(CANADIENS.COM) If the Islanders, consciously or not, have come to realize a nemesis between the pipes in recent years, his name would be Jose Theodore. Thursday night, they were reminded why.
Theodore was magnificent in notching his second shutout of the year to match his total from a season ago, turning aside 34 shots in leading the Canadiens to a 3-0 blanking of New York. The Montreal netminder, who has now allowed a total of eight goals in six starts, lowered his goals-against average to 1.34 with the performance. Of his 19 career shutouts, five have come against the Islanders, the most against any single team in the NHL.
The win marked the Canadiens’ fourth in five games at the Bell Centre on the year, and lifted their overall record to 5-2-0-0. Montreal’s fourth win at home a season ago wasn’t registered until Nov. 16.
The Islanders’ loss snapped New York’s unbeaten streak at four games, moving Steve Stirling’s squad to 3-2-1-0.
“I’m proud of the work we accomplished as a team,” said Theodore modestly. “Our third and fourth trios, who played mostly against the [Alexei] Yashin line, limited those guys to not much. Joe [Juneau]’s line was even able to chip in with a goal. You might not see those lines as much, but they do a heck of a job for us.”
The visitors’ top trio of Yashin, Mariusz Czerkawski, and Oleg Kvasha had 14 of their team’s shots, nine of which came in a third period where New York rifled a whopping 17 shots in Theodore’s direction. Czerkawski, who the Canadiens acquired in 2002 yet released in the summer after a disappointing campaign, sent his team’s final shot at Theodore in the game’s closing minute.
“In the third period, we allowed a lot of scoring chances, but overall we played pretty great,” the netminder conceded. “We were just trying to keep the puck out of the net and protect the lead. A shutout is just a bonus.”
As for his ongoing success against the Isles, Theodore shrugged.
“It’s just a coincidence,” he said.
Coincidence or not, Theodore’s recent efforts coupled with the Canadiens’ new defensive system have combined to cause headaches for opposing offenses. Though they entered the game trailing the Lighting 1.50 to 1.48 for lowest goals-against average in the league, following the contest they sat alone in first place in that regard, holding a microscopic GAA of 1.28.
Throw Montreal’s Oct. 9 opener against Ottawa – a 5-2 loss – out the window and the numbers are even more impressive: In their past six games the Canadiens have held opponents to a ridiculous four tallies, a feat good for a GAA of 0.67.
“The numbers, certainly, are encouraging,” said Claude Julien. “It’s all about finding a way to win. We want to improve. I felt that our third period tonight was better than our third period [Monday] against Detroit. [The Islanders] were shooting often, but they were shooting from far.”
As the Canadiens continue their surge into the upper echelon of the NHL standings, it’s becoming apparent that Julien’s players are buying into what he’s preaching, perhaps giving up on personal agendas for the good of the team.
“I said on the bench, with five minutes left, that it wasn’t about scoring another goal, [it was that] we mustn’t keep the puck deep in our own end, and that we couldn’t get caught three guys down,” Julien revealed. “The guys are really understanding the fact that winning is more important than anything else at this stage.”
Despite the focus on defense in the waning moments of regulation, Montreal nevertheless closed out the scoring on an exceptional effort from Andreas Dackell late in the game. Racing into the Islanders’ zone after a puck that was being played by Rick DiPietro, Dackell picked the goaltender’s pocket and squeaked around the side of the net for a neat wraparound goal.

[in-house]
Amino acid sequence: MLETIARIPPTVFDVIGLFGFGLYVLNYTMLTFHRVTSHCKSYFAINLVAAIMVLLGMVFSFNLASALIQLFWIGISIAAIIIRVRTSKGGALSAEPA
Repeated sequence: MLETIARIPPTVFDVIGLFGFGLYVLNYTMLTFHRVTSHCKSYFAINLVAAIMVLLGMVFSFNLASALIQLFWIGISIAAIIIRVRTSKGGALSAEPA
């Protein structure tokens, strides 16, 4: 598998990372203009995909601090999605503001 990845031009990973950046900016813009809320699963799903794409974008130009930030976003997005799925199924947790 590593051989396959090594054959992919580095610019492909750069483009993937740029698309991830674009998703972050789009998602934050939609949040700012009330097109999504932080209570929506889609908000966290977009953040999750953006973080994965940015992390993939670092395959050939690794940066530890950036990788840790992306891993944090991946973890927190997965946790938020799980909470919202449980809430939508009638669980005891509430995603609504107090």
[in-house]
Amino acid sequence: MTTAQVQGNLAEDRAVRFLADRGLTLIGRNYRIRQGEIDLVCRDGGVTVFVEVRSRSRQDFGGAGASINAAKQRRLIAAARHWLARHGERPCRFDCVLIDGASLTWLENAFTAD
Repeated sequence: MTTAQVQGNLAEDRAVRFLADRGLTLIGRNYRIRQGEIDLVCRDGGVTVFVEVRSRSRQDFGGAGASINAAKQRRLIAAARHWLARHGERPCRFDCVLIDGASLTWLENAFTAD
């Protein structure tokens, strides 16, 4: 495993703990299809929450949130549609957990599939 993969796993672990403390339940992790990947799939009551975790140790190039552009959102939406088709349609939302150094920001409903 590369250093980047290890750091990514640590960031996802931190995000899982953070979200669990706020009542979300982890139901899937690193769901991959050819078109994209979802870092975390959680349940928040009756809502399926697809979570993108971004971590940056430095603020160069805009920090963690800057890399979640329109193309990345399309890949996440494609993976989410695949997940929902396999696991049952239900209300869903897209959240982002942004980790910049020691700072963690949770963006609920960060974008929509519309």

The Swede’s marker was complemented by earlier scores from Yanic Perreault and Marcel Hossa. Perreault gave the Canadiens all the offense they would need at 5:25 of the first, failing on a shot from the point that was picked up by Michael Ryder and fed back to Perreault after the centerman had swooped down low and looped back into almost the same position. His second attempt was true, giving Montreal a 1-0 lead.
“The Islanders are a team that has been playing real well defensively since the beginning of the year, and I think that by taking the lead we pushed them to open up a little bit,” Perreault observed. “That’s probably how we got our second and third goals. We were able to come on strong in the first, and it’s easier for us to play when we have the lead.”
Hossa’s insurance came with two minutes remaining in the middle frame. After separating from Sean Bergenheim in front of the net, Hossa was left alone to one-time a pass from Mike Ribeiro past DiPietro.
The Canadiens will wrap up their longest homestand of the season with a Saturday night tilt against the Senators. Captain Saku Koivu may see his first action of the season in the contest after missing seven games with a strained right knee.
The significance of a potential 5-1 run at the Bell Centre isn’t lost on the home team.
“You know, we didn’t want to look too far ahead, but after that first game in Ottawa, we knew that we didn’t play that well and that we wanted to bounce back,” Perreault said. “We knew we had a little stretch at home and now, especially early in the year, it’s time to put a few wins together if we want to have a chance to be in the playoffs.”
NOTES: Ribeiro remained the team’s pacesetter with seven points through seven games… D Stephane Quintal missed a shift in the third period after taking a shot off his nose. He returned to the ice bloodied but none the worse for wear… D Francis Bouillon and C Chris Higgins were healthy scratches for the Canadiens… C Jan Bulis earned his first point of the year when he registered an assist on Dackell’s goal. The helper moved Bulis from minus-1 to even on the year, moving the entire Montreal roster to even or better as a whole.